Hanan Ashrawi: A rock of Palestinian politics and women’s rights

Following a long career, she now sits on the Palestinian Liberation Organization executive committee. (Courtesy: Arabian Business)

Al Arabiya News is marking International Women’s Day, and the 20th anniversary of the Beijing Declaration on gender equality, with a special series profiling leading women around the world, among them Palestine’s Hanan Ashrawi.

One of the few women to have a prominent role in the Israeli-Palestinian conflict, Palestine’s Hanan Ashrawi has participated in numerous negotiations between the two sides.

Following a long career, she now sits on the Palestinian Liberation Organization executive committee.

“It is true I am not typical,” she told The Independent newspaper, in one of the few interviews she has given about herself. “But I don’t believe there is a typical Palestinian.”

Born in 1946 to an affluent Christian family in Nablus, Ashrawi and her family were forced to flee to Jordan when the 1948 war broke out.

Palestinian parliamentary election candidate Hanan Ashrawi, center, from the Third Way party shouts as she and supporters scuffle with Israeli police officers, right, as they take her election banner from her during a campaign stop in front of Damascus Gate in Jerusalem's Old City, Tuesday, Jan. 3, 2006. AP

Palestinian parliamentary election candidate Hanan Ashrawi, center, from the Third Way party shouts as she and supporters scuffle with Israeli police officers, right, as they take her election banner from her during a campaign stop in front of Damascus Gate in Jerusalem's Old City, Tuesday, Jan. 3, 2006. AP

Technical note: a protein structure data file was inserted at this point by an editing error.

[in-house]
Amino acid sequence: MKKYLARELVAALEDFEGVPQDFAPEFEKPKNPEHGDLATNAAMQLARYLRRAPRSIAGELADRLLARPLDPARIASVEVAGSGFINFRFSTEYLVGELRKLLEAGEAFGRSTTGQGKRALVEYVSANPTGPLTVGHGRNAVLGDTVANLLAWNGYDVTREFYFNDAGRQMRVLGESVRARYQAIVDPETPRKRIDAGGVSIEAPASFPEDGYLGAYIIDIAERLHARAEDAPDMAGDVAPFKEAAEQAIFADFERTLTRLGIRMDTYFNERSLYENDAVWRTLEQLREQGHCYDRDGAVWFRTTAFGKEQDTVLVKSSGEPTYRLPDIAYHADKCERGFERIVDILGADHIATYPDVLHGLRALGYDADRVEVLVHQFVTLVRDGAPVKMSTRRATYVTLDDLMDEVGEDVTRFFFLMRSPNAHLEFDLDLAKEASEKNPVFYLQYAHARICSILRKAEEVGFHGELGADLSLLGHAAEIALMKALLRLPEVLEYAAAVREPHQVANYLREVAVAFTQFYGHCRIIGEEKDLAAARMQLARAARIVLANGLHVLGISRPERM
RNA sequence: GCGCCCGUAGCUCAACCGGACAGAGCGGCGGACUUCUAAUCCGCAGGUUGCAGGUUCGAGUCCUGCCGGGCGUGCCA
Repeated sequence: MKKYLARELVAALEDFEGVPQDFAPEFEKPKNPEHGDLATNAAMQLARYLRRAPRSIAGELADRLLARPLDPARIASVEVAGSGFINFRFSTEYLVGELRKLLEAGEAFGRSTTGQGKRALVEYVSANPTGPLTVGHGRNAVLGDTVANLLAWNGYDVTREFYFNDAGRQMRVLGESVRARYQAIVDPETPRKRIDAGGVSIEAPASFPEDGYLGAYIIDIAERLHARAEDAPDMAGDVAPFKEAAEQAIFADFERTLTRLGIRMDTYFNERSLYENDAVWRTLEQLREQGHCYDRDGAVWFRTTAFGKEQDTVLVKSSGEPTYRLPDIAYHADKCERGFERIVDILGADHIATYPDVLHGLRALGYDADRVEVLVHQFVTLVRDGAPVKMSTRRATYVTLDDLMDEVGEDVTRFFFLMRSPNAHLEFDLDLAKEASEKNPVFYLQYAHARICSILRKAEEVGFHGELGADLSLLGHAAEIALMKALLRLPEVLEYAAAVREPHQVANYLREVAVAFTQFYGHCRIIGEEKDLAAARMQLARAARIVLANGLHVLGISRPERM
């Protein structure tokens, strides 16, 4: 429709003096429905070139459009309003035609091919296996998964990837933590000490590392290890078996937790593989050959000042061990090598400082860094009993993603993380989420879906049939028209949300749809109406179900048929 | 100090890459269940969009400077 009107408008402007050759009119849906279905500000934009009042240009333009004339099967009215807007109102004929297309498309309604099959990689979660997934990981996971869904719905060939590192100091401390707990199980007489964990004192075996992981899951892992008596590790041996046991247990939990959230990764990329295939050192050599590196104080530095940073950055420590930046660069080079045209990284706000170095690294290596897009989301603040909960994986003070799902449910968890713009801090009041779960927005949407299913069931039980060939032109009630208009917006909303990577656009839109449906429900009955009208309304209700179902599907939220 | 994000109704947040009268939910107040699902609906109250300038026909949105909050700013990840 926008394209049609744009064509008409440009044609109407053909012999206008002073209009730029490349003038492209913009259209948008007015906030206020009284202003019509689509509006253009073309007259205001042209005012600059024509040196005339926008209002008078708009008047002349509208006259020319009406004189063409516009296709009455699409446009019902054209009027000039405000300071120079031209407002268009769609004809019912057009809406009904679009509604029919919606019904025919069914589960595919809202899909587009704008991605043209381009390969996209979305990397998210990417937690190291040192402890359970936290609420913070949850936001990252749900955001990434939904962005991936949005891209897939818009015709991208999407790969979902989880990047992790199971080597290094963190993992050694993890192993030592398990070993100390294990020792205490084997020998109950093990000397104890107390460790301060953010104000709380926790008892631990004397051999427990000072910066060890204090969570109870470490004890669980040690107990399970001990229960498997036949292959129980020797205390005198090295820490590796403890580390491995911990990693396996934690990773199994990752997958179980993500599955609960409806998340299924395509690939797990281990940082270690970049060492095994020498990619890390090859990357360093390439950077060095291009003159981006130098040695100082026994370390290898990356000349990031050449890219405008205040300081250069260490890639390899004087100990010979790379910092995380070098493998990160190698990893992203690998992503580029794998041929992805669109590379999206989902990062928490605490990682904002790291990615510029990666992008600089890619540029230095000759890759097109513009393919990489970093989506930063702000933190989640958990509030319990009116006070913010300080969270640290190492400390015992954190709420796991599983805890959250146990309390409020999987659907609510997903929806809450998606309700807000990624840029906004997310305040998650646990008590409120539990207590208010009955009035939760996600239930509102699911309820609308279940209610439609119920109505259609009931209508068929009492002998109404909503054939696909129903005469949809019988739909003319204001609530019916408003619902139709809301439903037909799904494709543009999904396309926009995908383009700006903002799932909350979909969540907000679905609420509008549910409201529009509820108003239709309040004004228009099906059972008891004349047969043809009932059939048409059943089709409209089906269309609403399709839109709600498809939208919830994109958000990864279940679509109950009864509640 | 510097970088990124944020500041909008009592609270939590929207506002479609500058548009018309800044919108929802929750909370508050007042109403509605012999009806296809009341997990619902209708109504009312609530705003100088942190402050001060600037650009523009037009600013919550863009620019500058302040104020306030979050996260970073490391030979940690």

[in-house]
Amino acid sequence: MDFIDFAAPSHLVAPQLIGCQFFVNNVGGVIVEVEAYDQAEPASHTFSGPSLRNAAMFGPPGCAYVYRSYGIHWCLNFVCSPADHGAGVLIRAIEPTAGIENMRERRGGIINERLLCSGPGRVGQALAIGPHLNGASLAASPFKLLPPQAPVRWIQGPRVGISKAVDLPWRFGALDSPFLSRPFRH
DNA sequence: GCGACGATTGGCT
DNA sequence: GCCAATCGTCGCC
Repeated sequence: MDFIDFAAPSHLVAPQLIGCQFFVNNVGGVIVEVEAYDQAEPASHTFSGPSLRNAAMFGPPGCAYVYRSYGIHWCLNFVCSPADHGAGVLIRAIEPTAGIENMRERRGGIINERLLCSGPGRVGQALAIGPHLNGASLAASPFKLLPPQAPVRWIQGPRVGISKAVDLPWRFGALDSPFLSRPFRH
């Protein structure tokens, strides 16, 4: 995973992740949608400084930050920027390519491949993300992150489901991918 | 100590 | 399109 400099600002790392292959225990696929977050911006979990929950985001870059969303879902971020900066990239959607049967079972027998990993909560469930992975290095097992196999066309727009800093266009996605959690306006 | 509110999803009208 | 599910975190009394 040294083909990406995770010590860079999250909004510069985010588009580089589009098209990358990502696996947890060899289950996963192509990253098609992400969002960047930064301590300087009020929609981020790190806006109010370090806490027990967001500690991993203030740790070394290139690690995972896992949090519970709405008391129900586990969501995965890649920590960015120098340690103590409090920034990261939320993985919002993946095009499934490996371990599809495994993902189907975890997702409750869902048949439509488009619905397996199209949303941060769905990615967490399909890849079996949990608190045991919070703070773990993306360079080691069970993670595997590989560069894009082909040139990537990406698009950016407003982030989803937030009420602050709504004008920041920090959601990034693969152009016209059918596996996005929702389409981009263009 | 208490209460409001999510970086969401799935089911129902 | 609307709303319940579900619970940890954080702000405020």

Her family managed to return to the West Bank after Jordan took control of the territory. She then travelled to Lebanon, where she studied English literature at the American University of Beirut.

Ashrawi’s political activism was inspired by her father, whom she described as an “advocate of women’s rights,” “quite progressive” and “socialist.”

She told Sojourners magazine: “My father said we raised you not to feel in any way that you are handicapped by your gender or your upbringing so do not accept to be defined or limited by others. To be daring. To be courageous. To speak up. To speak out. To stand up. To do things on issues of justice and what you believe in.”

The 1967 war signaled the beginning of her involvement with the Palestinian struggle. Having been barred from the West Bank upon completing her bachelor’s degree at the AUB, and with her family under Israeli occupation, she took on the responsibility of speaking on behalf of the General Union of Palestinian Students.

Along with organizing events, Ashrawi guided foreign reporters through Palestinian refugee camps in Lebanon.

After the war she got her doctorate from the University of Virginia, then returned to the West Bank, where she set up the English literature department in Ramallah’s Birzeit University

Ashrawi was reportedly a close friend of iconic Palestinian-American scholar Edward Said.

Decades into her career, Ashrawi shows no sign of slowing down. She is an outspoken member of the Palestinian Authority, and is regularly interviewed by international media on the Israeli-Palestinian conflict.

She has highlighted the importance of speaking out “on behalf of peace and justice and human dignity and the integrity of life itself.”

Women's Day

Women's Day

This article is part of Al Arabiya News' Special Coverage on International Women's Day.

 

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Last Update: Wednesday, 20 May 2020 KSA 12:05 - GMT 09:05
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